The image of three-year old Aylan Kurdi washed ashore on a Turkish beach provoked the conscience of the world. But photos don’t resolve crises—leaders do. The plight of Syrian refugees—caught between Assad’s barrel bombs and ISIS’s medieval brutality—is a defining moment for American leadership. How we respond will resonate in the region and around the world for decades to come.
Given its proximity to Syria, Europe has a responsibility to help. This is certainly a political challenge on a continent where neo-fascist parties have ascended by stoking anti-immigrant sentiment, and some governments—Hungary, most notably—have responded with hostility. Thankfully, the German government is defying the demagogues, pledging to welcome 500,000 Syrians a year.
So far, the United States has taken in only 1,434 Syrians. This is a dereliction.'
Even that, however, will not be enough. Our organizations represent victims of persecution and terrorism, and we know from experience that a problem of this magnitude and complexity can’t be solved by piecemeal approaches. The largest refugee crisis since World War II demands a coordinated global response, and that will not happen absent sustained American leadership.
Last week, the Obama administration submitted its refugee resettlement numbers for next year, and these will be the topic of a Senate Judiciary sub-committee hearing. Its commitment to resettle at least 10,000 Syrians and to raise the overall number of refugees to be resettled by 15,000 is welcome—but inadequate. Our country should be helping many more, given its capacity and legacy of leadership.
That’s not to say America’s record is unblemished. Politics and bigotry have too often influenced life and death decisions about who gets safe haven, and who is left to the wolves. A particularly dark stain came in 1939, when President Roosevelt bowed to pressure and denied safe haven to a boatload of Jews fleeing Nazi Germany. The St. Louis was forced back to Europe, and 254 of its passengers perished in the Holocaust.
After World War II, the world community agreed—with the 1951 UN Refugee Convention and Protocol—that refugees should never again be returned to persecution. Providing safe haven is a fundamental responsibility of democratic nations—grounded in international law and basic decency—and the U.S. has mostly been at the forefront of the effort to help refugees find it.
Presidents of both parties have led major initiatives to resettle refugees to the U.S. Some 400,000 Eastern Europeans came here after World War II, and our country welcomed more than 600,000 Cubans after Castro came to power. In 1975, President Ford overcame resistance to set up a task-force that in one year resettled 130,000 refugees from Vietnam, and overall several hundred thousand Vietnamese refugees came to the U.S. “Thanks to President Ford's leadership,” wrote Quang X. Pham, a refugee who went on to become the first Vietnamese American pilot in the Marines, “we experienced America's kindness and generosity during our darkest days.”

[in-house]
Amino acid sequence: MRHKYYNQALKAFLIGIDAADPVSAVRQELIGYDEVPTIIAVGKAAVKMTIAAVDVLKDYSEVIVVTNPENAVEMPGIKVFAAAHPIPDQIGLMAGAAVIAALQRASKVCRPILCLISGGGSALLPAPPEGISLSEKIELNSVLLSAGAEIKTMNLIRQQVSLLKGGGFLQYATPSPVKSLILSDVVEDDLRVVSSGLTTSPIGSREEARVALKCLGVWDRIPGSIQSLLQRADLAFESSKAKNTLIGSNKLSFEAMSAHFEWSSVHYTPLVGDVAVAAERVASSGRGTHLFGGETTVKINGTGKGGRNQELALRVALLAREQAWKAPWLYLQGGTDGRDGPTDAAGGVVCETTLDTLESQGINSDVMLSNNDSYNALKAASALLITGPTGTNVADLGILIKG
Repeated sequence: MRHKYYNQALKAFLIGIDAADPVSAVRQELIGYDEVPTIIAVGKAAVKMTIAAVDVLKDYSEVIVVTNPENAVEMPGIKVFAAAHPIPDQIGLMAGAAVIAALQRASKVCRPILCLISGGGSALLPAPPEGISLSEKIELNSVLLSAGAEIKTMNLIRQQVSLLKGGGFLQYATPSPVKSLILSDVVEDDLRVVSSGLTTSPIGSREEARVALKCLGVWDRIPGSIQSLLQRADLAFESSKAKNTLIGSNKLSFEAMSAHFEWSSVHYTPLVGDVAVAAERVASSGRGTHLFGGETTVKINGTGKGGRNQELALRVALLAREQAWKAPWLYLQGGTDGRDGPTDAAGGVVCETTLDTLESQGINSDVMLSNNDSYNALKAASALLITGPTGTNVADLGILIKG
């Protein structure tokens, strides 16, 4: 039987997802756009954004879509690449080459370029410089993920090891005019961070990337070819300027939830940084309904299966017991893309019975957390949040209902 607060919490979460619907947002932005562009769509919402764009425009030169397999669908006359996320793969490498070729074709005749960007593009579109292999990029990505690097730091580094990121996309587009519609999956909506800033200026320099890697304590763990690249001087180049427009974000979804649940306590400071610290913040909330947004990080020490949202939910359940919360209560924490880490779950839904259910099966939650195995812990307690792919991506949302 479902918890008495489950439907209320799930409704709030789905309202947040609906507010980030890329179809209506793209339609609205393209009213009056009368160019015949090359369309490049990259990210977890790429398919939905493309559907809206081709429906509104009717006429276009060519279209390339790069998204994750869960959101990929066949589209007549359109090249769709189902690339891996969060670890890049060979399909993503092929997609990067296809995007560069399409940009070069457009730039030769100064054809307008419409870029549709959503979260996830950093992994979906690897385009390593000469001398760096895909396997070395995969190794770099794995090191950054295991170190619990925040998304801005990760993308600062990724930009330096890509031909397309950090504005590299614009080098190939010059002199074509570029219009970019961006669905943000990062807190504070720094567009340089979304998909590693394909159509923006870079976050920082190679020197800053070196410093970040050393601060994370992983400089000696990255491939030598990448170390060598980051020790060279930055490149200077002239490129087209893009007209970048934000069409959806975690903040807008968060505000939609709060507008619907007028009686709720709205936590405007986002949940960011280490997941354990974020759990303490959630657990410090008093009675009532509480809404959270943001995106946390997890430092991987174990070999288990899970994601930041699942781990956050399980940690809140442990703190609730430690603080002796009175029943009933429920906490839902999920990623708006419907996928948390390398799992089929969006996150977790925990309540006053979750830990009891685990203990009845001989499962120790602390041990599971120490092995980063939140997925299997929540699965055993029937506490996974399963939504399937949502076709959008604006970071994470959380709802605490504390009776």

The generosity that animated these responses has never been forgotten. Now another crisis calls. Although the U.S. has been the largest donor to humanitarian relief efforts, it has taken in only 1,434 Syrians. This is a dereliction.
The United States should pledge to take in 100,000 Syrian refugees in 2016. This is well within our capacity, and it is a fraction of previous resettlement efforts. To get this done, President Obama should raise the annual ceiling of refugee admissions from 70,000 to 200,000, which would include the 100,000 Syrian refugees. At the same time, the U.S. should continue to lead on aid by increasing humanitarian and development assistance to the region.
Taking these steps would enhance U.S. credibility in pressing other countries to both take in more refugees and meet the UN humanitarian appeal for funding. It would also help U.S. advocacy for the protection of refugees in Syria’s bordering states, which continue to bear the brunt of the crisis. It is critical that these countries do not arbitrarily detain refugees or return them to danger, and that they allow them to work and go to school. American pleas to other nations to treat refugees humanely will have greater moral force if the U.S. leads by example.
As is often the case, a moral imperative is also a strategic one. The fate of the Syrian diaspora will have a profound effect on the world. Unless the United States, its European allies, and other wealthy nations change the current course, a generation of Syrian children will grow up poor, uneducated, and alienated. That is a recipe for instability.
We can change that future. At stake is not only the fate of hundreds of thousands of Aylan Kurdis, but the integrity of our commitment to the ideals of human dignity.
Jonathan Greenblatt is the National Director of the Anti-Defamation League and Elisa Massimino is the President and CEO of Human Rights First.